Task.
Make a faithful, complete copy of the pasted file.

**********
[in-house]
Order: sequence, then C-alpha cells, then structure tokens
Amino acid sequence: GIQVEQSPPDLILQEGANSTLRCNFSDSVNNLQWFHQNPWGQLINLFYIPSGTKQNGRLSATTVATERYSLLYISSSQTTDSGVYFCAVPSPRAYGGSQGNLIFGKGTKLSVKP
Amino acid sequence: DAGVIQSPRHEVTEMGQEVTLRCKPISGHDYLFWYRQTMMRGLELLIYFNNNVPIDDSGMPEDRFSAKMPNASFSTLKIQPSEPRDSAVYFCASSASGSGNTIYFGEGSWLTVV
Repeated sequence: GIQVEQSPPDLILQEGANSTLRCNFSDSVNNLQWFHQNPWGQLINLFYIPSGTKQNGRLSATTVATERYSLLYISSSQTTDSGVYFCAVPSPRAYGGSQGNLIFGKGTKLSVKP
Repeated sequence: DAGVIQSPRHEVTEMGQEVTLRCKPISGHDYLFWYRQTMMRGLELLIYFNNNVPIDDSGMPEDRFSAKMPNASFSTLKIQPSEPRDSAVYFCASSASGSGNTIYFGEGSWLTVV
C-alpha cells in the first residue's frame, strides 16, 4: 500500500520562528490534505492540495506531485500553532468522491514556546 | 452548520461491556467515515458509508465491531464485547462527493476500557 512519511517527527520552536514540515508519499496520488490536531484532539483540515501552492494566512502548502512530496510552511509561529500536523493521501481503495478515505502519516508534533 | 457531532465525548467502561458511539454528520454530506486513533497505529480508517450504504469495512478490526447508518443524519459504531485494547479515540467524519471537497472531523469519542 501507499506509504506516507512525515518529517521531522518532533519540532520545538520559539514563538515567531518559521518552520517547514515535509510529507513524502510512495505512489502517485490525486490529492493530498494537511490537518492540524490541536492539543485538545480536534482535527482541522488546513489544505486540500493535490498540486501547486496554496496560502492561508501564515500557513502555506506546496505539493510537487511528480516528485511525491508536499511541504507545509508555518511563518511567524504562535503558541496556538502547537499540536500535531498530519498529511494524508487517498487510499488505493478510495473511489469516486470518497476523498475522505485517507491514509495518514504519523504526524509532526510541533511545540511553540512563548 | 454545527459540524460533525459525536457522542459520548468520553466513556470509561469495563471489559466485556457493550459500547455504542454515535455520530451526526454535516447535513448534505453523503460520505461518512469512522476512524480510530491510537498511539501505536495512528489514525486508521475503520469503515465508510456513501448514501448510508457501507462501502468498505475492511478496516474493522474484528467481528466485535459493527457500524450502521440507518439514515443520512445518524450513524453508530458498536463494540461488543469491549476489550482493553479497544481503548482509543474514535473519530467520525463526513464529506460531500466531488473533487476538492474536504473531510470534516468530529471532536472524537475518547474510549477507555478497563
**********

[in-house]
Order: sequence, then C-alpha cells, then structure tokens
Amino acid sequence: GIQVEQSPPDLILQEGANSTLRCNFSDSVNNLQWFHQNPWGQLINLFYIPSGTKQNGRLSATTVATERYSLLYISSSQTTDSGVYFCAVPSPRAYGGSQGNLIFGKGTKLSVKP
Amino acid sequence: DAGVIQSPRHEVTEMGQEVTLRCKPISGHDYLFWYRQTMMRGLELLIYFNNNVPIDDSGMPEDRFSAKMPNASFSTLKIQPSEPRDSAVYFCASSASGSGNTIYFGEGSWLTVV
Repeated sequence: GIQVEQSPPDLILQEGANSTLRCNFSDSVNNLQWFHQNPWGQLINLFYIPSGTKQNGRLSATTVATERYSLLYISSSQTTDSGVYFCAVPSPRAYGGSQGNLIFGKGTKLSVKP
Repeated sequence: DAGVIQSPRHEVTEMGQEVTLRCKPISGHDYLFWYRQTMMRGLELLIYFNNNVPIDDSGMPEDRFSAKMPNASFSTLKIQPSEPRDSAVYFCASSASGSGNTIYFGEGSWLTVV
C-alpha cells in the first residue's frame, strides 16, 4: 500500500520562528490534505492540495506531485500553532468522491514556546 | 452548520461491556467515515458509508465491531464485547462527493476500557 512519511517527527520552536514540515508519499496520488490536531484532539483540515501552492494566512502548502512530496510552511509561529500536523493521501481503495478515505502519516508534533 | 457531532465525548467502561458511539454528520454530506486513533497505529480508517450504504469495512478490526447508518443524519459504531485494547479515540467524519471537497472531523469519542 501507499506509504506516507512525515518529517521531522518532533519540532520545538520559539514563538515567531518559521518552520517547514515535509510529507513524502510512495505512489502517485490525486490529492493530498494537511490537518492540524490541536492539543485538545480536534482535527482541522488546513489544505486540500493535490498540486501547486496554496496560502492561508501564515500557513502555506506546496505539493510537487511528480516528485511525491508536499511541504507545509508555518511563518511567524504562535503558541496556538502547537499540536500535531498530519498529511494524508487517498487510499488505493478510495473511489469516486470518497476523498475522505485517507491514509495518514504519523504526524509532526510541533511545540511553540512563548 | 454545527459540524460533525459525536457522542459520548468520553466513556470509561469495563471489559466485556457493550459500547455504542454515535455520530451526526454535516447535513448534505453523503460520505461518512469512522476512524480510530491510537498511539501505536495512528489514525486508521475503520469503515465508510456513501448514501448510508457501507462501502468498505475492511478496516474493522474484528467481528466485535459493527457500524450502521440507518439514515443520512445518524450513524453508530458498536463494540461488543469491549476489550482493553479497544481503548482509543474514535473519530467520525463526513464529506460531500466531488473533487476538492474536504473531510470534516468530529471532536472524537475518547474510549477507555478497563